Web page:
Volume 5 Number 2
by Robert C. Dykstra
In informal conversation following an address to a group of young Anglican clergy just months before his death in 1971, British child psychoanalyst D. W. Winnicott was asked for guidance in distinguishing troubled parishioners who could be helped by pastoral conversation alone from those who needed to be referred to a psychiatrist for assistance. Winnicott later told a colleague “that he had been taken aback by the awesome simplicity” of this question, and that after pausing for a long while he had responded to the ministers by saying, “If a person comes and talks to you and, listening to him, you feel he is boring you, then he is sick and needs psychiatric treatment. But if he sustains your interest, no matter how grave his distress or conflict, then you can help him alright.”1 Being boring, Winnicott determined, signified emotional distress severe enough to warrant further intervention.
Beyond its benefit for pastoral counseling, Winnicott’s insight concerning the diagnostic value of boredom may prove equally on the mark for those of us who preach, although with a distinctive turn. In preaching, the roles sometimes become reversed, with preachers less in the position of the counselor than of the counselee, of the one experienced as boring. If it is too often the case today that those who hear sermons find them less than interesting, would it not be conceivable, given Winnicott’s criterion for relative psychological health, that such sermons reflect a certain severity of emotional or spiritual discord in those who preach?
Masud Khan, the colleague whom Winnicott later told of the clergy’s concern, suggests that Winnicott’s response makes explicit near the end of his life a thematic thread that actually spans many earlier decades of his writings.2 In tracing this thread, however, Khan points out that Winnicott sharply distinguishes between a person who is boring and one who is bored. To bore others, as Winnicott’s response to the clergy makes clear, is to betray an intensity of psychological distress, whereas to be bored is instead an ordinary, even necessary and oddly desirable, part of everyday life. For Winnicott, a young child’s capacity to be bored—closely linked to the child’s capacity to play contentedly alone while in the benign presence of a parent, or what Winnicott called the capacity to be alone—reflects a welcome developmental achievement and a sign of psychological health. Indeed, the capacity to be bored may serve as something of an antidote to the emotional terror hidden in the act of being boring. Put differently, preachers whose sermons are found to be boring may well be those very preachers, often through circumstances beyond their choosing, sadly incapable of being bored.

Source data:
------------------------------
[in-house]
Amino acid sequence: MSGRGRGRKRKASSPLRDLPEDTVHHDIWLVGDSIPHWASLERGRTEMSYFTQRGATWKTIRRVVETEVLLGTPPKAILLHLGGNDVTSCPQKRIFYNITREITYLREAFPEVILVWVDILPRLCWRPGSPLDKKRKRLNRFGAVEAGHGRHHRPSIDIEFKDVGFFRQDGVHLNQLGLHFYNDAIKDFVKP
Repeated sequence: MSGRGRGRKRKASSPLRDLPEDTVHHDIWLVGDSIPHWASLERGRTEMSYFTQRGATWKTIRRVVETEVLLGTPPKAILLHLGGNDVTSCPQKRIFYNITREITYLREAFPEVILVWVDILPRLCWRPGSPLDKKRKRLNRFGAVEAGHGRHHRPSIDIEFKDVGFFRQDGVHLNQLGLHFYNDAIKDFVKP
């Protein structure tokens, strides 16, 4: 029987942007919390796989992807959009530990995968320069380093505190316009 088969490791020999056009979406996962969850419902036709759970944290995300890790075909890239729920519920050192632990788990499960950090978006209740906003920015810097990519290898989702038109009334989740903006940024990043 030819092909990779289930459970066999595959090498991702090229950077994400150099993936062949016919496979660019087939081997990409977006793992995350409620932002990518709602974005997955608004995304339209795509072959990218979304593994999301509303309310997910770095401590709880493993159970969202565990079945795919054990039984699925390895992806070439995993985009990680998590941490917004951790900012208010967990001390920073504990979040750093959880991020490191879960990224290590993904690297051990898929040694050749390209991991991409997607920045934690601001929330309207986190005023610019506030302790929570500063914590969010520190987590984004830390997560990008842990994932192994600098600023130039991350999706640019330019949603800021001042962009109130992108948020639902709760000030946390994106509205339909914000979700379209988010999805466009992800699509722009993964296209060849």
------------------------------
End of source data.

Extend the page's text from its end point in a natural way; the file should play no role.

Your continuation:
Child psychoanalyst Adam Phillips explains: “Boredom is actually a precarious process in which the child is, as it were, both waiting for something and looking for something, in which hope is being secretly negotiated…. In the muffled, sometimes irritable confusion of boredom the child is reaching to a recurrent sense of emptiness out of which his real desire can crystallize.” Caretakers err in rushing to alleviate rather than simply acknowledging a child’s boredom; a “premature flight from uncertainty” circumvents the negotiation of hope and condemns the child to a life that “must be, or be seen to be, endlessly interesting.”3
© Copyright 2001 Princeton Theological Seminary